Our agriculture industry is at a crisis point
The word crisis is heard often at the moment. Unfortunately, it seems to be heard most often in conjunction with two other words: agriculture and farmers. In a country as wealthy and as entrenched in farming as ours, to me, there’s something fundamentally wrong with this picture.
There’s the dire situation of Canada’s hog farmers. They’ve been hit with a series of problems – a growing focus on alternative fuels that is driving up feed costs, restrictive US country of origin labeling regulations and global fallout over H1N1 that has lowered demand for their product.
The crisis is no less significant in horticulture, where farmers are struggling with reduced returns and skyrocketing costs. Fruit and vegetable production is very labour-intensive and when Ontario’s minimum wage increase is fully implemented by 2010, it will cost farmers at least an additional $70 million annually. As well, the world wide financial crunch has distorted global markets, resulting in dumping of products like peppers and peaches, leaving Canadian growers unable to compete against artificially low prices.
So what’s the answer to these crises in farming?
In my opinion, our federal and provincial governments have a choice to make. Agriculture as a whole is at a crossroads and our political leaders must decide what kind of value to place on Ontario or Canadian grown food.
Do we as a country want to focus on food self-sufficiency? Do we value food safety, environmental responsibility and strong rural communities? Or do we simply want the cheapest food available and be happy buying it from wherever we can get it for the lowest price?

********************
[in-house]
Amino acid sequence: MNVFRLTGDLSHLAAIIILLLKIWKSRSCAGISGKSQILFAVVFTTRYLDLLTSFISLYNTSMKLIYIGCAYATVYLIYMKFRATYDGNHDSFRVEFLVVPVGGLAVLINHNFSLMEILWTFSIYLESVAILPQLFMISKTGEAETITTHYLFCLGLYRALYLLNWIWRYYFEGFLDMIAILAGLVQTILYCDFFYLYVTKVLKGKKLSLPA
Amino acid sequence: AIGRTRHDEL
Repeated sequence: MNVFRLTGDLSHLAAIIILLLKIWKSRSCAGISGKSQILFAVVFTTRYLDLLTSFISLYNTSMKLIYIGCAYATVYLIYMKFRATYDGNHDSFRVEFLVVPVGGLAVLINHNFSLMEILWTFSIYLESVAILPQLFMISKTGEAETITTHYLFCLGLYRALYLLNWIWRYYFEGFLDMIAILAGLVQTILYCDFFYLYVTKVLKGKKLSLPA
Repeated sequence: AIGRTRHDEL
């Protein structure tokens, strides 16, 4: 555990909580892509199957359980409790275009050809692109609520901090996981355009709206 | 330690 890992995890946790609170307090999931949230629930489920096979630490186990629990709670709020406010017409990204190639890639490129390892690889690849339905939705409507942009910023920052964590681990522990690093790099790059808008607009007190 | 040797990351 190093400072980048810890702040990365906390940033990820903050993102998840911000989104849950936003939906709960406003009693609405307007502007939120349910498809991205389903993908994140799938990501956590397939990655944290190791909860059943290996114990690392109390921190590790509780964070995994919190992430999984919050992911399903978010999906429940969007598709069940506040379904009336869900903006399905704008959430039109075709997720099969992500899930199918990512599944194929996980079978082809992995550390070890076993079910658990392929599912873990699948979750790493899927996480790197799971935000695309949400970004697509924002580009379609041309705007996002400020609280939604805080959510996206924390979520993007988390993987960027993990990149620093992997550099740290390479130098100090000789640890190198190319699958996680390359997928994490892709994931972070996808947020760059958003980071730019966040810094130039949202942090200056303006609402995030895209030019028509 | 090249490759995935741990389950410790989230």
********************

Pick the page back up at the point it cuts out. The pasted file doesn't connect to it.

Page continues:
At the moment, it seems to me that the focus is on the latter. Yes, one can argue that consumers are simply being more frugal during this time of economic restraint, but this trend began developing long before the global economy went into a tailspin.
Our governments are putting a lot of money into the promotion of local foods, yet at the same time, they are also consistently putting costly new regulations in place that make it even harder for farmers to remain price competitive. And unfortunately for farmers, these added costs aren’t ones they can just pass on to the market place – most buyers will just opt to bring in a lower priced product from somewhere else. The growing number of US pork products in our supermarkets is just one example that proves that point.
If our goal is to maintain a sustainable and profitable farming sector, government should develop some long term risk management programs that will provide farmers with tools to survive the inevitable challenges that come with farming in a global economy.
There will always be weather problems, competition from other countries, currency fluctuations and price swings for inputs, but a sustainable business risk management program will help eliminate the seemingly ongoing call for disaster relief programs and bailouts that have plagued agriculture for decades.
As consumers we have a responsibility here as well. No matter how many market research surveys or opinion polls we respond to where we declare that we would prefer to buy Canadian or Ontario and of course we’d be prepared to pay a little bit more to do so, in practice that is usually not the case.
At the end of the day, most of us vote with our pocketbooks and all our lofty principles about supporting our farmers and our economy fly right out the window if we can save a few cents a pound at the grocery store.
The crisis in agriculture is real and we can’t ignore it. If we want our future generations to enjoy the benefits of homegrown Canadian agriculture – like environmental stewardship and a high quality food supply – it needs to be addressed and changes will have to be made. The choice of what those changes will be is up to us – as voters and as consumers.
This editorial was published in the Guelph Mercury on August 27, 2009.